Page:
Gold Medalist Cullen Jones On Chasing History

  • Playlist
  • Download
  • Embed
    Embed <iframe src="" width="100%" height="290" frameborder="0" scrolling="no">
  • Transcript
Cullen Jones

Cullen Jones shows poses with the gold medal during the award ceremony for the men's 4x100-meter freestyle relay. Mike Hewitt/Getty Images hide caption

itoggle caption Mike Hewitt/Getty Images
Michael Phelps, Garrett Weber-Gale, Cullen Jones, Jason Lezak

(From left) Michael Phelps, Garrett Weber-Gale, Cullen Jones and Jason Lezak set a world record in the 400-meter freestyle relay. Mike Hewitt/Getty Images hide caption

itoggle caption Mike Hewitt/Getty Images

Swimmer Cullen Jones is still relishing his first-place finish at the Olympic Games in Beijing.

"I am on cloud nine since I've gotten the gold," he told NPR's Farai Chideya.

Jones helped the U.S. Olympic men's freestyle swimming team secure a nail-biting victory on Monday, in what has been hailed as one of the most exciting races in the games' history.

He and teammates Michael Phelps, Jason Lezak and Garrett Weber-Gale set a world record in the 400-meter freestyle relay.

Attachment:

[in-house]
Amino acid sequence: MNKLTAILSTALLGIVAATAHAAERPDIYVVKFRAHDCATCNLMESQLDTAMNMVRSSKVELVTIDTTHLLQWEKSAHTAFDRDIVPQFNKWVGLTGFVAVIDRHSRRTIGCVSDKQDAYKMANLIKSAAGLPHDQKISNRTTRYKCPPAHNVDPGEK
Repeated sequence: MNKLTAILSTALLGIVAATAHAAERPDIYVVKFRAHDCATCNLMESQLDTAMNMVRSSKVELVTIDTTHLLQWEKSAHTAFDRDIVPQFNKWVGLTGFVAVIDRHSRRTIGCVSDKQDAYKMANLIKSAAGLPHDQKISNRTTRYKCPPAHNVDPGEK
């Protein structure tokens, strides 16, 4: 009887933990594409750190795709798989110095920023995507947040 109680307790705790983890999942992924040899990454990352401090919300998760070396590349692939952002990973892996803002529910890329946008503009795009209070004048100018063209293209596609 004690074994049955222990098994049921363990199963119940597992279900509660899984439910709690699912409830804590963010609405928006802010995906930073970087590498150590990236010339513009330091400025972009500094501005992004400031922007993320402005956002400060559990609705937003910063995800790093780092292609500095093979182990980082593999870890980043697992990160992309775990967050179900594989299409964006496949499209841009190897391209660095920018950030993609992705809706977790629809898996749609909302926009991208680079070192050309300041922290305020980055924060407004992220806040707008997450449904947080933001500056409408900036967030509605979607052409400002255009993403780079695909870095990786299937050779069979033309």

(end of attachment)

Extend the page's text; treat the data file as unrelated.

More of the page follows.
Jones, 24, made history in another way: He became the second African-American swimmer to win a gold medal, following Anthony Ervin in 2000.

"I was shaking behind the blocks," he said, describing his restlessness before the race. "I was so nervous. It was my first Olympics, and I wanted to really perform well because I had three other guys that were depending on me to swim fast. But all the preparation, all the training that I've done prepared me for it."

Those years of training came after Jones, at the age of 5, nearly drowned at a water amusement park.

"I ended up passing out," he said. "I had CPR done, and I came back, and I was like, 'What's next?' It didn't even faze me."

But the incident underscores a grim statistic: Nearly 60 percent of African-American children can't swim, and black children drown at a rate almost three times the overall rate, according to a study commissioned by USA Swimming.

"I was devastated to see that blacks and Hispanics are almost three times more likely to drown than their counterparts," said Jones. "To think back to my story when I was 5, I could have easily been added to the number."

It's a cause Jones is now championing, increasing awareness about water safety and drawing new faces to the pool.

"It's kind of ironic that now I'm a gold medalist, and I'm in a position to help diversity in the sport."



Please keep your community civil. All comments must follow the Community rules and terms of use, and will be moderated prior to posting. NPR reserves the right to use the comments we receive, in whole or in part, and to use the commenter's name and location, in any medium. See also the Terms of Use, Privacy Policy and Community FAQ.